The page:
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Allied Irish Banks gets volatility trade
Allied Irish Banks popped on bailout speculation, but volatility
traders apparently think that the move will be short-lived.
optionMONSTER's tracking systems detected heavy selling of both calls and puts in the beaten-down Irish lender, which has lost 80 percent of its value in the last year. It rallied 13 percent to $1.18 yesterday and is up 42 percent in the last six sessions as buyers stepped in following the long decline.
The May 1.50 calls were the busiest strike, trading 5,793 times against open interest of 3,449 contracts. They were heavily sold, mostly for $0.20. The November 1 puts were also active, fetching $0.05 on volume of 1,198--roughly twice open interest.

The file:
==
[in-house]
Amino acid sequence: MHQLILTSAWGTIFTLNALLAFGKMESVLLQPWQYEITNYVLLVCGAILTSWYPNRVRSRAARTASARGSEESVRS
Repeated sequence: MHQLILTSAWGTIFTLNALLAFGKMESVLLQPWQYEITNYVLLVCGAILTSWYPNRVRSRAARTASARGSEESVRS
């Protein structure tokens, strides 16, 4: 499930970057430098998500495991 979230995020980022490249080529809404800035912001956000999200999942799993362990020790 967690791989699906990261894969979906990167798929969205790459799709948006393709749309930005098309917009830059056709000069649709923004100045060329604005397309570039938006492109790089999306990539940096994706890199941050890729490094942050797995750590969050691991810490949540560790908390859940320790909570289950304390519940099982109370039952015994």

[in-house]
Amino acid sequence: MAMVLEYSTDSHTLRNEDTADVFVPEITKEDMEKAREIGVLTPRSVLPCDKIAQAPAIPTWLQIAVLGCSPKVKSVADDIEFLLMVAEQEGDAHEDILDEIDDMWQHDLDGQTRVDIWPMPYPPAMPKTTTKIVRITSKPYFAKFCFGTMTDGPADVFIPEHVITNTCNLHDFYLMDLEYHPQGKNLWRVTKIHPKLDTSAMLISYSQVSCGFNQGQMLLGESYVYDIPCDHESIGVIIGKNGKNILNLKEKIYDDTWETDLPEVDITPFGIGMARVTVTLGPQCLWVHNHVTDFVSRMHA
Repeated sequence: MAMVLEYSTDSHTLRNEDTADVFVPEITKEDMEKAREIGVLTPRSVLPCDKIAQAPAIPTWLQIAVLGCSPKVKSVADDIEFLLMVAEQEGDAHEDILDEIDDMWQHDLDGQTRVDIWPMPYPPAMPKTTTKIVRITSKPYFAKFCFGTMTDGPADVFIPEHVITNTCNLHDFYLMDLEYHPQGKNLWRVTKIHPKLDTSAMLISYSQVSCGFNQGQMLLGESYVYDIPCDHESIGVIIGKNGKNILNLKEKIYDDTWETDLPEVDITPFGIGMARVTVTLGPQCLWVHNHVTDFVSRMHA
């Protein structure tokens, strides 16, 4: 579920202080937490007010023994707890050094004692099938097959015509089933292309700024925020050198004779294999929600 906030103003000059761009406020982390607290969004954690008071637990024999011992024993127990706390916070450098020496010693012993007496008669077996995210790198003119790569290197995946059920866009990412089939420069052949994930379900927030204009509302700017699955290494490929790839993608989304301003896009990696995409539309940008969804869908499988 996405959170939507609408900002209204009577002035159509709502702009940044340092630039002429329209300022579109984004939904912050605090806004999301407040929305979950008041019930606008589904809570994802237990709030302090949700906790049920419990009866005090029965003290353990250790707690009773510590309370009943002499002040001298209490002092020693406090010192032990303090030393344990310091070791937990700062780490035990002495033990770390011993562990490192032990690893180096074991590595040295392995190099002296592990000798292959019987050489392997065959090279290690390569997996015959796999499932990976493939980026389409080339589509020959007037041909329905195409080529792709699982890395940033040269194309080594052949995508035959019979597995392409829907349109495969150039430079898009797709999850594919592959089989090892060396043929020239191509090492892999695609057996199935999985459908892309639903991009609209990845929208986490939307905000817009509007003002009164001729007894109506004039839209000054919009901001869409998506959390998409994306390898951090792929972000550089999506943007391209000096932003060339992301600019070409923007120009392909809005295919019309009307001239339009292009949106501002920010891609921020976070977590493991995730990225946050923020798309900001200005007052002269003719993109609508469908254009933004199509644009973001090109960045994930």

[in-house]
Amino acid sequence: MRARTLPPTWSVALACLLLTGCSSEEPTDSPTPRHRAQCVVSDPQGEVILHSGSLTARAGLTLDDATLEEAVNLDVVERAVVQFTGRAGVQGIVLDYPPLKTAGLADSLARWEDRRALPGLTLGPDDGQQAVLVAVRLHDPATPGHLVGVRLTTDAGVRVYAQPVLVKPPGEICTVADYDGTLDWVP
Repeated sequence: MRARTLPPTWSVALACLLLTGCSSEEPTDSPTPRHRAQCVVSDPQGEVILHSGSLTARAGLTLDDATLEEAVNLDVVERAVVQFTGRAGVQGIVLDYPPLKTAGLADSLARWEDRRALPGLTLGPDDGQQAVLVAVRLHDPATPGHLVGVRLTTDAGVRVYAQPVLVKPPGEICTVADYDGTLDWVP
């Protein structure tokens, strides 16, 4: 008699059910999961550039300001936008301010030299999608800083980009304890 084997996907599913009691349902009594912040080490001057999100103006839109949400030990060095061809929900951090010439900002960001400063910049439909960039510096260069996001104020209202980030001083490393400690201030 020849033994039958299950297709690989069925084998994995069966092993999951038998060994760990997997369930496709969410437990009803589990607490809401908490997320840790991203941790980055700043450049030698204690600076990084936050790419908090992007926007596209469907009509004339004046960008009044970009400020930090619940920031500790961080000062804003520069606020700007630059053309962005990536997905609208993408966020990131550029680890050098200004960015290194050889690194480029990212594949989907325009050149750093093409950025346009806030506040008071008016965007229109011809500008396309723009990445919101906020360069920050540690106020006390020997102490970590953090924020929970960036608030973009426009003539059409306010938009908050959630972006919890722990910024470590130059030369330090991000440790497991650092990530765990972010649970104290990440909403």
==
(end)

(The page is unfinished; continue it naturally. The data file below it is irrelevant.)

Overall option volume in AIB was 11 times greater than average, with short activity dominating the tape.
Yesterday's speculation focused on the possibility that European Union's bailout funds for Ireland may be channeled to the country's banks. The country is facing a large budget crisis similar to that experienced by Greece and Portugal earlier in the year. That could trigger a sharp recession or cut access to short-term funds, both of which could prove fatal to banks.
The panic has driven up implied volatility in AIB to about 125 percent from 70 percent in September, pushing up premiums. Selling options is a common strategy to exploit such a situation.
A common pattern since debt crises began sweeping the markets in 2008 has been for financials to suffer huge losses, then stage brief and violent rallies before settling into a long period of relative calm. Yesterday's traders may expect a similar trend in AIB.
(Chart courtesy of tradeMONSTER)